The People's Republic of China is no different from any other country in having a significant number of mentally ill citizens. The most extensive epidemiological study done in China found that the prevalence of schizophrenia is 6.06 per 1,000 in urban China and 3.42 per 1,000 in rural China (Research Coordinating Group, 1986), a total of approximately 4,500,000 people. Only about 2 percent of these individuals are hospitalized at any one time; over 90 percent of them are cared for by their families (Phillips, 1993). In contrast, only an estimated 40 percent of people with schizophrenia in the United States are cared for by their families (Torrey, 1988), and in the United Kingdom, 60 percent of those suffering their first episode of schizophrenia are cared for by their families (Perring, Twigg, & Atkin, 1990).
China has few community-based services to provide for the needs of mentally ill individuals and their families. Over the past decade some services such as work therapy stations (Xia, Yan, & Wang, 1987), factory liaison projects (Jiang, 1988), mobile psychiatric care units (Xia et al., 1987), and home programs (Leung, 1978; Shen, 1983, 1985) have evolved in the major urban centers, but these services reach only a tiny proportion of mentally ill people (Pearson, 1992). Moreover, the network of voluntary nongovernment agencies that provide ancillary services for mentally ill clients in Western countries does not exist in China.
The preponderance of family-based care and the lack of community facilities indicate that psychiatric social workers could provide needed services to mentally ill patients and their families in China. It would, however, be inadvisable to assume that because social work has demonstrated usefulness in Western cultures it will automatically be useful in a very different culture. This article discusses the practical and idealogical problems of introducing this Western profession into the Chinese setting. We hope to show that there is a potential role for psychiatric social work but that such practice would inevitably assume Chinese characteristics.
History of Social Work in China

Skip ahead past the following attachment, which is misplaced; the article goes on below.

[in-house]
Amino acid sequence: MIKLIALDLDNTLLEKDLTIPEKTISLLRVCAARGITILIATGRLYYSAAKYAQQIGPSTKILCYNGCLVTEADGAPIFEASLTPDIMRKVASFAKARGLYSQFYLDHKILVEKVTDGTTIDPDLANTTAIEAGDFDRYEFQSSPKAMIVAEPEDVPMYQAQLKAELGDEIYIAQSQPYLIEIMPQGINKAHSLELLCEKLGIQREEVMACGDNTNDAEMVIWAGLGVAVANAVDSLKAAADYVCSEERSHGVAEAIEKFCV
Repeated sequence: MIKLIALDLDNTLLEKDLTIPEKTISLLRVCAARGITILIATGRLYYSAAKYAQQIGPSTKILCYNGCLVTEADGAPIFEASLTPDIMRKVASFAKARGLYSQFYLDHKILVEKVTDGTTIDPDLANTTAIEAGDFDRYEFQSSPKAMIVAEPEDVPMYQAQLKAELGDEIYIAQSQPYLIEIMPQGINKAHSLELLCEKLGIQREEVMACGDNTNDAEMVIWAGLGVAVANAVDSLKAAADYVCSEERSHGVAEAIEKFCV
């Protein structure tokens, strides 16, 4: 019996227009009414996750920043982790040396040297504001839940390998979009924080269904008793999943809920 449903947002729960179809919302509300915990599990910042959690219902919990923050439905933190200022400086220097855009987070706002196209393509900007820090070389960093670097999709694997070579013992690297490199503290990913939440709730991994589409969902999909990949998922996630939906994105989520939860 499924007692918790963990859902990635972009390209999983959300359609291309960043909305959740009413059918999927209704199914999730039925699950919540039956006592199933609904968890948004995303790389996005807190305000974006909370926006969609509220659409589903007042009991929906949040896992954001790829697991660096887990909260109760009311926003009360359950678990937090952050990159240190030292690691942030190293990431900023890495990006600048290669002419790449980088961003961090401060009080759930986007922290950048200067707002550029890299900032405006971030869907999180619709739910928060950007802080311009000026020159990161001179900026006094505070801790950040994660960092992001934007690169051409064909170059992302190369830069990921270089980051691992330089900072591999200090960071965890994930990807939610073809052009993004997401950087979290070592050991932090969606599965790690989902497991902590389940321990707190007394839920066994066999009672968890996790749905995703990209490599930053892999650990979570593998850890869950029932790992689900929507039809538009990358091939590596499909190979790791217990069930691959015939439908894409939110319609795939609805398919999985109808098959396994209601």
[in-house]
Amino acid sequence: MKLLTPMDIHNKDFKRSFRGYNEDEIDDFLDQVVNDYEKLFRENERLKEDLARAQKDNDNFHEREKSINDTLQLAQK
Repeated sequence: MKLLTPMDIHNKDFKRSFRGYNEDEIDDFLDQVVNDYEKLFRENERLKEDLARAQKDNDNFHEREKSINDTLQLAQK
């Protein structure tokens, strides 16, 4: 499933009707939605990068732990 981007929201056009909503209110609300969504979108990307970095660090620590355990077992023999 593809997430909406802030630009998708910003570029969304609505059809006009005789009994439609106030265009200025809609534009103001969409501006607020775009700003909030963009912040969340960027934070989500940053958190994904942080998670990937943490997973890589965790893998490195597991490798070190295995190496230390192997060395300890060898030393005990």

According to Fu (1983), who wholeheartedly supported the development of social work in psychiatric settings in China, several Chinese universities and medical schools had set up social work departments before the 1949 Revolution. Yanjing University in Beijing was the first to introduce social work in 1925, although not of a specifically psychiatric nature (Nann, He, & Leung, 1990). Some people were sent abroad to train as social workers. However, after 1949 psychiatric practice came under the influence of the Russian school of psychiatry, which was biologically oriented. Social sciences and sociology in particular fell into disrepute and social work with them. As Fu said, "It was considered that under the supreme socialist system social problems did not exist". The Cultural Revolution (1966 to 1976) took this view to even more extreme lengths.
It has taken four decades for this position to be seriously reviewed and for the authorities in the People's Republic to reach a more realistic appraisal of the human condition and the problems inherent in living. At the meeting of the Asia and Pacific Association of Social Work Education (APSWE) held in Beijing in December 1988, it was announced that the State Education Commission had decided to approve general social work studies in four universities (APSWE and Department of Sociology, Beijing University, 1988). Zhongshan University in Guangzhou, in conjunction with Hong Kong University's Department of Social Work and Social Administration, offered courses in social work in its Sociology Department in the 1986-87 school year (Nann et al., 1990).
In 1992, 35 delegates from China attended the first international conference on social work in Chinese communities held in Hong Kong. Also in 1992, the Chinese Ministry of Civil Affairs produced the first government "white paper" on social welfare in China. …